My Opinion on How to Get Things Done in Lesotho


My opinion on how to get things done in Lesotho is based on treating people like I’d want them to treat me.

In the case of my school renovation project, it looks like the work will be completed before the scheduled date of November 28th.   How come? Because I believe in signing contracts, treating people with respect, and:

paying people on time, according to our agreement.  

In the U.S., projects have deadlines, and we do everything we can to meet those deadlines, because there are consequences if we don’t, like the risk of getting fired.

Here in Lesotho, the work ethic is completely different. If things aren’t accomplished on time, so what? No one is surprised; at least that’s what I’ve experienced in the 13 months I’ve been here. Perhaps things are different in the capital city, but somehow I doubt it.

For example, I was “promised” a cabinet to store all the wonderful donations I’ve received from generous people who wanted to improve my school. Supplies that we take for granted are lacking in my rural school such as: crayons, activity books, flash cards, pencils, felt tip pens, Sharpies, glue sticks, scissors, and let’s not forget the stickers that children love. My counterpart teachers advised me to keep everything at home until we could lock them up at school, otherwise they would soon disappear.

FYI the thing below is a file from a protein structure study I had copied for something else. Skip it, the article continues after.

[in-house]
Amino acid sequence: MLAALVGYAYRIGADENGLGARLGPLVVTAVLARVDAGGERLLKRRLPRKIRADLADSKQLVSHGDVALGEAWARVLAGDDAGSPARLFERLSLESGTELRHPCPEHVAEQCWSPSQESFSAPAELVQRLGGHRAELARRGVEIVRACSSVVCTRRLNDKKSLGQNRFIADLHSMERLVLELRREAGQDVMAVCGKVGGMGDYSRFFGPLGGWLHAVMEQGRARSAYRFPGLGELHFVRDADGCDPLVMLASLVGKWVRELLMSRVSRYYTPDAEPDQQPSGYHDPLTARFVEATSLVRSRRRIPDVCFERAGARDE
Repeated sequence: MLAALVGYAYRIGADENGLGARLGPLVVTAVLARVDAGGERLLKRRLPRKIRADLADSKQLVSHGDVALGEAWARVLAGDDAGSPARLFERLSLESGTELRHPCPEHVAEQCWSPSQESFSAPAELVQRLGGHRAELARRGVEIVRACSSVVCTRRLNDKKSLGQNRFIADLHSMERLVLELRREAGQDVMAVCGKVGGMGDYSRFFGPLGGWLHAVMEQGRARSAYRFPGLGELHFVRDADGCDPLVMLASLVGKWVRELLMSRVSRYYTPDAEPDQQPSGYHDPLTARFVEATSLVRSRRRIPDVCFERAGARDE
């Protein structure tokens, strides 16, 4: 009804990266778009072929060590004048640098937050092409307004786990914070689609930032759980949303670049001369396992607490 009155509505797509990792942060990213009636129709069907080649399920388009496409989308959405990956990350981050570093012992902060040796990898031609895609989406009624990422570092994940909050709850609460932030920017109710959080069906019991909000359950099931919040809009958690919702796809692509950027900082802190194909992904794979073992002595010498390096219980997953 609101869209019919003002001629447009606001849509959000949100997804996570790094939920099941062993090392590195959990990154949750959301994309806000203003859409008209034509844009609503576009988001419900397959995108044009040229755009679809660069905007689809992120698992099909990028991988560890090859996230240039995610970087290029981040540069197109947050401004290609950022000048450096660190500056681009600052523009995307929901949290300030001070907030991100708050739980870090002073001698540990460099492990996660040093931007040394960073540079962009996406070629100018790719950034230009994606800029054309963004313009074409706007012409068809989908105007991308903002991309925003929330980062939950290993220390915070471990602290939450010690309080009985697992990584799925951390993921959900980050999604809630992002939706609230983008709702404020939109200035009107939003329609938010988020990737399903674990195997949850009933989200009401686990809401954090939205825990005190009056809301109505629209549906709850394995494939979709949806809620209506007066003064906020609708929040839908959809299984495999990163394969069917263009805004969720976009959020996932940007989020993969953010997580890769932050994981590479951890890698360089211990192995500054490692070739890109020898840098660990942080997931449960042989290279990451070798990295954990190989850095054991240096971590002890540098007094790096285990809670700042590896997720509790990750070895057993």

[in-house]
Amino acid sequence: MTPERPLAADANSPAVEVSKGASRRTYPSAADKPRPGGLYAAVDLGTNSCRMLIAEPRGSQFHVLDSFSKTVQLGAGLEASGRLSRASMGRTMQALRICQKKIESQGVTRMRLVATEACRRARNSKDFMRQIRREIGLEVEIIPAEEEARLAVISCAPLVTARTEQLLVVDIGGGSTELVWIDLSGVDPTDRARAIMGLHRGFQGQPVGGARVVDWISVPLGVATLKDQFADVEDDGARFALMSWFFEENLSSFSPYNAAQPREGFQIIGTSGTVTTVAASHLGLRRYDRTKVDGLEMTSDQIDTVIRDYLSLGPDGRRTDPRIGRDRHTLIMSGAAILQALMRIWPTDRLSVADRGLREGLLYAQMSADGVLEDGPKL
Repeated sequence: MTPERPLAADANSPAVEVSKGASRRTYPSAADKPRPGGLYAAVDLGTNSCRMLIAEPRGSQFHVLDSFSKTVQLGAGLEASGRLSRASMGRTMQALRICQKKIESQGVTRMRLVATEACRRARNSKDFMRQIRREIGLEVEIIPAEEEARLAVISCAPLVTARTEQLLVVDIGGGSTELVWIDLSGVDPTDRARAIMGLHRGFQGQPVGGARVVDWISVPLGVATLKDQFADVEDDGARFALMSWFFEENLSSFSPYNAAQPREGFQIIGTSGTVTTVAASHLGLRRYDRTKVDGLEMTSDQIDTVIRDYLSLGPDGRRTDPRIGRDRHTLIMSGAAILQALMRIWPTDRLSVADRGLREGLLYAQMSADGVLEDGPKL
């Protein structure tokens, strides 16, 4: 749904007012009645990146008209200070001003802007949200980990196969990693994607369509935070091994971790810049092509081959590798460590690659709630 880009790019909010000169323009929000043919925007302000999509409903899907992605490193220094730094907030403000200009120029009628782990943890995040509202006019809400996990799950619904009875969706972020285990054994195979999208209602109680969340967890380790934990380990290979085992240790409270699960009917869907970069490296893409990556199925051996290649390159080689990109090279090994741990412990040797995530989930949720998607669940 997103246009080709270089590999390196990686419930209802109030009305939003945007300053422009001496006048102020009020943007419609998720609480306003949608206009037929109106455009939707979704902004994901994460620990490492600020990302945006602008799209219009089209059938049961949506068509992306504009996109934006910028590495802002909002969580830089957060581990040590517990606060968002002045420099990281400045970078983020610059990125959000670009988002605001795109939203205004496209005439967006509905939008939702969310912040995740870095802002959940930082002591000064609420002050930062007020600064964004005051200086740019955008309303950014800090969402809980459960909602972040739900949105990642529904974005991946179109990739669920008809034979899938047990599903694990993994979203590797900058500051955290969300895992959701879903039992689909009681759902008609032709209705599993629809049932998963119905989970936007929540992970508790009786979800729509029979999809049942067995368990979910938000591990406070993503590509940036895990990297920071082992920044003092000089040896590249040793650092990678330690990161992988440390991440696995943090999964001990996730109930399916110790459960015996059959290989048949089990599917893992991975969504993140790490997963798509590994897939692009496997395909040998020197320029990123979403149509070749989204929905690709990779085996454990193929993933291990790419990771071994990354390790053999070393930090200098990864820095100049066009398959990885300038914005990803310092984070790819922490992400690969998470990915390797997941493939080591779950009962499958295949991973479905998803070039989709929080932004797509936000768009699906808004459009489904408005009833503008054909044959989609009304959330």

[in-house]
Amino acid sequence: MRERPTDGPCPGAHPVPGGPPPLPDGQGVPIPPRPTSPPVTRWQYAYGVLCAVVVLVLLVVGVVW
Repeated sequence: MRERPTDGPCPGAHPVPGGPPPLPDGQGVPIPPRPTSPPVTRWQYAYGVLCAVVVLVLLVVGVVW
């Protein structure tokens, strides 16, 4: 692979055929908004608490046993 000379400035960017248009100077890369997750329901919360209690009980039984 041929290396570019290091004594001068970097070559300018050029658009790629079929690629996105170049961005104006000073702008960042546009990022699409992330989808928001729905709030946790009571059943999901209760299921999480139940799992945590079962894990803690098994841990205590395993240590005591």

The principal said, “Children steal pens from each other,” which explains why several have nothing to write with. My Principal allows one new pen per semester, and basically “tough luck” if they don’t have a pen to write with.

So I’ve been waiting for a cabinet to lock these donations up since February, and I finally got one with a broken lock last week; it took nine months to get it, and school is almost on summer break, until January 23rd, 2017.


The Cabinet I’ve waited 9 months has finally arrived from another classroom.

Fortunately, the wonderful team I have working on the school project, replaced the lock on the same day. I no longer have to schlep everything from my rondavel, up the hill, to school.